Identifying employee issues and concerns in order to avoid workplace turmoil is a top priority of any human resource department. An alarming byproduct of employee discontent for any human resource manager is having to deal with the prospect of employees looking outside the organization for representation, namely union representation. Proposed changes to Federal labor law could radically change the landscape of union organizing almost overnight, giving unions the upper hand over non-union employers. The Employee Free Choice Act (EFCA), which stalled last year in the U.S. Senate, would enable unions to no longer have to piece together expedited organizing campaigns, such as Card Check Agreements, because the EFCA would make the intent of such agreements the norm. It’s the goal of organized labor to refocus their efforts on revitalizing the EFCA as early as 2009 and they are confident they can get it passed this time around, if they can get the support in Washington that they fully expect.
BACKGROUND ON EFCA
The Employee Free Choice Act would amend the National Labor Relations Act (NLRA), which is currently the set of Federal labor laws that govern the relationship between unions and employers in the private sector. Currently, the NLRA allows for secret ballot elections that enable employees to decide whether or not they wish to be represented by a union. While the NLRA allows for Card Check Agreements between unions and employers, the preferred and standard means of determining the question of representation is through a secret ballot election. The Employee Free Choice Act would change all of that. The EFCA would eliminate the secret ballot election in favor of a card check. Simply put, employees would only have to fill out a card and if a union can get a majority (50% + 1) of these cards signed they would automatically become the bargaining representative of the employees. On its surface some may think that this is just a simplified method of determining a unit of employees’ desire to be represented by a union. Yet within the ease of this process therein lies the danger for an employee or group of employees who have not been fully educated on the risks and realities of union representation. As any labor professional can attest to, unions have a relatively easy time getting individuals to fill out union cards, commonly referred to as authorization cards. It is also not uncommon for union organizers or union supporters to not fully disclose what it means to an individual who fills out one of these cards. That is why there is such value in the secret ballot election process, because regardless of what an employee filled out or said in the past, they can vote for union representation or against union representation with no consequence. The process of a card check does not afford employees the same latitude. It does however make the job of a union organizer much easier.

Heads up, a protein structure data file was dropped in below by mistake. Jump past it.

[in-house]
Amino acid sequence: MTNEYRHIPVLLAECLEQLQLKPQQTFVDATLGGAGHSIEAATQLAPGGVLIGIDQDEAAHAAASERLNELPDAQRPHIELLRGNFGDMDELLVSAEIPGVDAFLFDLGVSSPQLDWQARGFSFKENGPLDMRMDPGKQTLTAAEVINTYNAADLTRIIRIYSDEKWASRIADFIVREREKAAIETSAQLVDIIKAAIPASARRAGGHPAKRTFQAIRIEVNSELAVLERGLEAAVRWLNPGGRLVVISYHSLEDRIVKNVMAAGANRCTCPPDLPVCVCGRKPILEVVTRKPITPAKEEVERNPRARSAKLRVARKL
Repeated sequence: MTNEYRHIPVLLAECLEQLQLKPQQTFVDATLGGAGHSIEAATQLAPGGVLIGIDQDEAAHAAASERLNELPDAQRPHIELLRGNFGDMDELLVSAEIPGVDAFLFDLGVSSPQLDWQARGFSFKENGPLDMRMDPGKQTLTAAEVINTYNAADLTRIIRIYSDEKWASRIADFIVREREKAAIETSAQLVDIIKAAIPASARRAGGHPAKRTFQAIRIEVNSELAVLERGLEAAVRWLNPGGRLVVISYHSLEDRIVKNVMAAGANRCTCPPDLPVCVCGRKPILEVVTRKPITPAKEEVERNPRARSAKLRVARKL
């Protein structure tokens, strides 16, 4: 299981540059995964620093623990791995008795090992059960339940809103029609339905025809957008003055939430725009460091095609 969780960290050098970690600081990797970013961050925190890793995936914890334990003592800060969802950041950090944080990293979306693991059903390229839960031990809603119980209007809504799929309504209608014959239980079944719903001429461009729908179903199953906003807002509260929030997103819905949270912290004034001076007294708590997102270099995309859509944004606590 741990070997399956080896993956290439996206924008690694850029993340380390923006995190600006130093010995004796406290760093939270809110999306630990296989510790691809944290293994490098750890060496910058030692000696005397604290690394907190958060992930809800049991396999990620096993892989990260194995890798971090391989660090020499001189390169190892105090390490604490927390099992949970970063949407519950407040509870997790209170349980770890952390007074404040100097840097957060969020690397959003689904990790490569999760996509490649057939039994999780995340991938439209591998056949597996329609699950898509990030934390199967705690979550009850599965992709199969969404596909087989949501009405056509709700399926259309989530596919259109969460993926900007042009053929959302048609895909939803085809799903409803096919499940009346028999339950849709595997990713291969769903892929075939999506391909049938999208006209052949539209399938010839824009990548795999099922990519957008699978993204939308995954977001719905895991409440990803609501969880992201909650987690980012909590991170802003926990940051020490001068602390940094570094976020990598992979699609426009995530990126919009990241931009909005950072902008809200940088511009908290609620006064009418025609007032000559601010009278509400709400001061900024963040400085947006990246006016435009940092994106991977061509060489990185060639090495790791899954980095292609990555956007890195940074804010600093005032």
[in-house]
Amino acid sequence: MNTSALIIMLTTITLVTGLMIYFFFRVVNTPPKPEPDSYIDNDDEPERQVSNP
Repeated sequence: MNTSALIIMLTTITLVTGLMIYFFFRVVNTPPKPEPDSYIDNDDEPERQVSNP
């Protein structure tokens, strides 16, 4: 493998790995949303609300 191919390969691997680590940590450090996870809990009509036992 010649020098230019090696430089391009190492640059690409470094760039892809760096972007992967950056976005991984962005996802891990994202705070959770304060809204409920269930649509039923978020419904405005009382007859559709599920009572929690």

RISKS TO EMPLOYERS & MANAGEMENT TEAMS
With a law like the Employee Free Choice Act in place the continuum of labor organizing, from employee discontent to representation by an outside third party is significantly shortened. Employers would be forced to be much more proactive in uncovering employee issues and concerns because if a union organizer(s) approached employees or enough employees (50% + 1) at the right time then the organizer(s) could use employee frustrations and become their legal bargaining representative almost immediately. Think about the possible scenarios, a new attendance policy is rolled out and by the end of the week employees are up in arms over it, come Monday an employer could be facing a group of legally represented employees seeking to negotiate new terms and conditions of employment and threatening work stoppages in the process. A scenario such as this would have dramatic implications for both an employer and their management team. In addition, the EFCA would carry more severe punishments for managers and supervisors who knowingly or unknowingly violate the law and commit what’s known as an Unfair Labor Practice. Under the current set of laws outlined under the NLRA an Unfair Labor Practice does not carry severe penalties for managers and supervisors who violate the Act. However, the EFCA would change that. The EFCA also calls for more severe punishments for committing Unfair Labor Practices, such as back pay plus liquidated damages to individuals and additional civil penalties for the managers and supervisors who are in violation of the Act.
Now more than ever, it is crucial for employers and management teams to understand their rights and responsibilities under Federal labor laws and more importantly understand what actions constitute an Unfair Labor Practice. It is also important for employers and management teams to recognize the early warning signs of an organizing campaign and conduct employee relations’ assessments to determine if they have vulnerabilities, before activity begins.